Define Mudarabah Types, Principle, Risk for Islamic Banks

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Mudarabah Partnership

The Mudarabah contract is a form of partnership between one who contributes efforts in the form of managerial skills (Mudarib) and the other who contributes capital (Rabb-ul-maal). Profit from the outcome of the venture is shared between the capital provider and manager. Profit will be shared according to mutually agreed profit sharing ratio. However, losses are borne solely by the capital provider. Provided such loss is not due to the negligence or violation of Mudarib’s specified conditions.

Differentiate between Mudarabah and Musharakah Partnerships:

Mudarabah is the contribution which comes from the investor (Rabbul-Maal). In Mudarabah, the investor (Rabbul-Maal) is not permitted to manage the business. The Mudarib will only manage the business. The Mudarib can also invest in the capital of Mudarabah.

Musharakah is the contribution comes from all partners in form of cash, commodities, services or liability in the case of reputation partnership. The work, as a general rule, is to be done jointly by all partners. Any or some partners may be sleeping.

Types of Mudarabah

  • Al Mudarabah Al Muqayyadah (Restricted Mudarabah)
  • Al Mudarabah Al Mutlaqah (Unrestricted Mudarabah)

Al Mudarabah Al Muqayyadah (Restricted Mudarabah):

Rabb-ul-Maal may specify a particular business or a particular place for the mudarib. In which case, he shall invest the money in that particular business or place.

Al Mudarabah Al Mutlaqah (Unrestricted Mudarabah):

Rabb-ul-maal gives full freedom to Mudarib to undertake whatever business he deems fit. However, he is not authorized to:

  • Keep another Mudarib or a partner
  • Mix his own investment in that particular Mudarabah without the consent of Rabb-ul Maal

Profit & Loss Principles:

It is essential for the validity of Mudarabah contract that the parties must agree, right at the beginning, on a definite proportion of the actual profit to which each one of them is entitled. They can share the profit at any ratio they agree upon. However in case the parties have entered into Mudarabah without mentioning the exact proportions of the profit, it will be presumed that they will share the profit in equal ratios. Some incentives may be given to the Mudarib.

Apart from the agreed proportion of the profit, the Mudarib cannot claim any periodical salary or a fee or remuneration for the work done by him for the Mudarabah Partnership. The Mudarib & Rabb-ul-Maal cannot allocate a lump sum amount of profit for any party nor can they determine the share of any party at a specific rate tied up with the capital.

If the business has incurred loss in some transactions and has gained profit in some others, the profit shall be used to offset the loss at the first instance, and then the remainder, if any, shall be distributed between the parties according to the agreed ratio.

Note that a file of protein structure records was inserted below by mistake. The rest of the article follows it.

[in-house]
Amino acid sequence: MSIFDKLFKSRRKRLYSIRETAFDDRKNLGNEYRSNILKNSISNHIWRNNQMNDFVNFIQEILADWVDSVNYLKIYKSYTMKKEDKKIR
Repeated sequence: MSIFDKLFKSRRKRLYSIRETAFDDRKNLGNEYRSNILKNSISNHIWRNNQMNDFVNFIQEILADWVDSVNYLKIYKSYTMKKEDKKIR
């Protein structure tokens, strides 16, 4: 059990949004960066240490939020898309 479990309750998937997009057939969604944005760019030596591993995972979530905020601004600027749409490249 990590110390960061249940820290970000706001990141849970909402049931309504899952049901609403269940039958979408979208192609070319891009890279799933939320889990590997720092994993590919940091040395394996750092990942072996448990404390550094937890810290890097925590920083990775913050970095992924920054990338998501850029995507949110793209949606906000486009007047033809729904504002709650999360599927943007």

The Mudarib shares profit of the Mudarabah as per agreed rate with the investor but his expenses like meals, clothing and medical are not borne by Mudarabah. However, if he is traveling on business and is overstaying the night, then the above expenses shall be covered from capital.

Termination of Mudarabah Partnership:

The contract of Mudarabah Partnership can be terminated at any time by either of the two parties after giving a notice to the other party. If all assets are in form of cash and some profit has been earned on the principle amount, it shall be distributed between the parties according to the agreed ratio.

If the assets of the Mudarabah are in other form the Mudarib shall be given an opportunity liquidate them and the actual profit may be determined.

Mudarabah in Islamic Banks:

It as a mode of finance used by Islamic Banks for the following purpose:

  • Relationship with depositors.
    • The depositors provide moneys to bank as Rabb-ul-Mal to be invested by bank as Mudarib on the basis of profit and loss sharing on pre agreed specific ratio
  • Islamic bank can also use this mode through providing capital in a business and sharing in the profit with pre-agreed ratio.
    • Large Enterprise financing
    • Project Finance
    • Business ventures
    • Private equity
  • Depositors and Islamic bank relationship
    • Mudaraba is used by Islamic Banks for taking deposit from depositors
    • The depositors provide moneys to bank as Rabb-ul-Mal to be invested by bank as Mudarib on the basis of profit and loss sharing on pre agreed specific ratio

Risks for Islamic Banks:

Mudarabah is among the preferable modes of financing which is also heavily recommended by scholars and Ulema, but certain difficulties are there in application of this mode. Some are given below:

  • Mudaraba is considered to be very high risk financing activity.
  • Collateral can be asked but could not be used in case of real loss.
  • Bank’s existing competencies in project evaluation and related techniques are limited.
  • Dual book keeping trends in market.
  • No legal mechanism for treatment with Mudarabah.

Conclusion:

Risks in Islamic financial instruments are complex and change and evolve during the transaction. It is important to know the underlying features of the contracts and risks arising in Mudarabah Financing. Risk management would require knowledge of Islamic contracts and also the appropriate skills to mitigate risks arising in them.

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